Senators Call On Governor To End “War On Women,” Expand HealthCare Access
Marking National Women’s Health Week in New Jersey, Senate Majority Leader Loretta Weinberg and Senator Nia Gill today announced a new effort to expand women’s access to critical health care services in New Jersey.
During a press conference attended by health care professionals and women’s health advocates, the Senators called on the Governor to end his assault on women’s health care. Senators Weinberg and Gill announced their intention to restore funding for family planning services in the FY2013 budget and to leverage millions of dollars in additional funding for these services through a generous 9-to-1 match offered by the federal government.
The Senators will sponsor two budget resolutions to restore critical funding for family planning services in the FY2013 budget; the funding source for the restoration is a salary increase and other benefits account averaging $49 million in unexpended balances over the past two years. The first resolution would provide $7.59 million in grants for family planning services – grants the governor eliminated in the FY2011 spending plan and failed to provide in the FY2012 budget and the proposed FY2013 budget. The second resolution will make available $1 million to provide family planning services under Medicaid, which will be matched by $9 million in federal Medicaid funding.
“Since Governor Christie took office, six family planning clinics have closed and more than a dozen facilities have reduced services, scaled back hours of operation or laid off staff. We must halt the continued shrinking of health care services for women in the state and reinvest in health clinics and family planning centers across New Jersey so that women can get the preventive care they need,” said Senator Gill, (D-Essex, Passaic).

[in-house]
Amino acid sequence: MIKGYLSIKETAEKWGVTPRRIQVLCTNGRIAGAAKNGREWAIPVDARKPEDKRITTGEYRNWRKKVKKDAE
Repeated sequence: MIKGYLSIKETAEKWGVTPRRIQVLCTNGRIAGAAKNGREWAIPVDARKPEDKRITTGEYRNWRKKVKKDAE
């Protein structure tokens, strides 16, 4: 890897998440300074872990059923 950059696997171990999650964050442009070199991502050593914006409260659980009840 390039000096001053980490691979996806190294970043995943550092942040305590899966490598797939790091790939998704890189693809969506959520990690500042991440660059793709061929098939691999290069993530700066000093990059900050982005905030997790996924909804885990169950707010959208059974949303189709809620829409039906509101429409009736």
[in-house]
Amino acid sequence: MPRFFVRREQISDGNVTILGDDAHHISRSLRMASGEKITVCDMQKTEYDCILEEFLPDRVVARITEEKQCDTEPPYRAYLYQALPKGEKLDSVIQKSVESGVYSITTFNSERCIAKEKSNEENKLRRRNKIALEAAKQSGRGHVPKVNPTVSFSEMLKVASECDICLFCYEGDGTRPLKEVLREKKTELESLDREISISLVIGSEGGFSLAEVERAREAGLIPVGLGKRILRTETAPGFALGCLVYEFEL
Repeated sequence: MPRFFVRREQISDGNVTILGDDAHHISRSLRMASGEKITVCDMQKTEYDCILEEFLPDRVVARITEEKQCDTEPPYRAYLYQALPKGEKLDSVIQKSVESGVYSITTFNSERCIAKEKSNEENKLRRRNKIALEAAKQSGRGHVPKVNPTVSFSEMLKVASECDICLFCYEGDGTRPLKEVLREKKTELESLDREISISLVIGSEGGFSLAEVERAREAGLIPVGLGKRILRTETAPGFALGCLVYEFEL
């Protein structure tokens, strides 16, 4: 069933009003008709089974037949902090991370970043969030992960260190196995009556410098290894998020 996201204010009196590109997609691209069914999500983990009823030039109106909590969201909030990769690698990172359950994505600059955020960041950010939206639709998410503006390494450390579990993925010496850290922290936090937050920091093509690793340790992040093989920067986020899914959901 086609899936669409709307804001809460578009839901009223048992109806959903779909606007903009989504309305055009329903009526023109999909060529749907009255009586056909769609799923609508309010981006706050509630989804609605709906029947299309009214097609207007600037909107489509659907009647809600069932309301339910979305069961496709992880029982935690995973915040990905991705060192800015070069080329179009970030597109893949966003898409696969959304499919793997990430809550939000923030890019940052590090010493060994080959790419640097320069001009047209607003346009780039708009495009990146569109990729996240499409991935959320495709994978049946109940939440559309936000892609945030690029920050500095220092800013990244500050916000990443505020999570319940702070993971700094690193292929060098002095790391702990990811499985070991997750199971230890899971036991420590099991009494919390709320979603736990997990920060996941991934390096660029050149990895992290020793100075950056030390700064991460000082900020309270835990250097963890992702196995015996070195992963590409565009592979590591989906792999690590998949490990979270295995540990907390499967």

The Senators sponsored pro-women’s health legislation, approved unanimously today by the Senate Commerce Committee, to expand access to critical breast screenings for thousands of women who are at high risk of getting breast cancer. The legislation would require health insurers to cover comprehensive ultrasound breast screenings for women in the event a mammogram demonstrates dense breast tissue – which can block detection of a tumor by a mammogram – or if a woman is believed to be at increased risk for breast cancer due to family history.
The bill would require mammogram reports to contain information on breast density, based on the Breast Imaging Reporting and Data System established by the American College of Radiology. When applicable, the bill would require the mammography report to include a notice to the woman regarding the availability of supplementary screening tests for breast density, and that the report of the mammography results would be sent to her physician. New Jersey would become the fourth state in the nation to enact such a law, following Connecticut, Texas and Virginia.
“This legislation is an important women’s health measure that will vastly improve our ability to detect cancer early, and to treat it when the likelihood for a positive health outcome is at its best,” said Senator Weinberg. “It’s a commonsense policy from both a health and financial standpoint, as it will improve health care outcomes for women but also significantly reduce the cost of treatment for women diagnosed with cancer. These are the kinds of policies we will continue to fight for in order to provide New Jersey women with the best health care services possible.”